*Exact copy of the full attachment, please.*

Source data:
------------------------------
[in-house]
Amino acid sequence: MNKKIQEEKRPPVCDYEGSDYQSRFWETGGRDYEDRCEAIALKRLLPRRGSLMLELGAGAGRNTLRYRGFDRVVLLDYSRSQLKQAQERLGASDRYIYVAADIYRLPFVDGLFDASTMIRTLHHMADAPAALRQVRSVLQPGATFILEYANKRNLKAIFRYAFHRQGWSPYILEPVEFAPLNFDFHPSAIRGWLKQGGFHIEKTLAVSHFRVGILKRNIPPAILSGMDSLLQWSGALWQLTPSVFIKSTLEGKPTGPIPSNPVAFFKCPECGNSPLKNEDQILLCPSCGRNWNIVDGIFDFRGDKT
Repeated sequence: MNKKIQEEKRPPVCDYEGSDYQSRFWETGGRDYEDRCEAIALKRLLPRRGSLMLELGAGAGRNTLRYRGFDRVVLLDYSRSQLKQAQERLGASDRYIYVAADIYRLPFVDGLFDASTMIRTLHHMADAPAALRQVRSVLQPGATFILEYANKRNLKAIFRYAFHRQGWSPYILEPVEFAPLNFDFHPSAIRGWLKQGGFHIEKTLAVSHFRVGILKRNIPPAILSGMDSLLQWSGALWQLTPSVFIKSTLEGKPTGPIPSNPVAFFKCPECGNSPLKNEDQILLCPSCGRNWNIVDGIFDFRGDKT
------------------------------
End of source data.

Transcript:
[in-house]
Amino acid sequence: MNKKIQEEKRPPVCDYEGSDYQSRFWETGGRDYEDRCEAIALKRLLPRRGSLMLELGAGAGRNTLRYRGFDRVVLLDYSRSQLKQAQERLGASDRYIYVAADIYRLPFVDGLFDASTMIRTLHHMADAPAALRQVRSVLQPGATFILEYANKRNLKAIFRYAFHRQGWSPYILEPVEFAPLNFDFHPSAIRGWLKQGGFHIEKTLAVSHFRVGILKRNIPPAILSGMDSLLQWSGALWQLTPSVFIKSTLEGKPTGPIPSNPVAFFKCPECGNSPLKNEDQILLCPSCGRNWNIVDGIFDFRGDKT
Repeated sequence: MNKKIQEEKRPPVCDYEGSDYQSRFWETGGRDYEDRCEAIALKRLLPRRGSLMLELGAGAGRNTLRYRGFDRVVLLDYSRSQLKQAQERLGASDRYIYVAADIYRLPFVDGLFDASTMIRTLHHMADAPAALRQVRSVLQPGATFILEYANKRNLKAIFRYAFHRQGWSPYILEPVEFAPLNFDFHPSAIRGWLKQGGFHIEKTLAVSHFRVGILKRNIPPAILSGMDSLLQWSGALWQLTPSVFIKSTLEGKPTGPIPSNPVAFFKCPECGNSPLKNEDQILLCPSCGRNWNIVDGIFDFRGDKT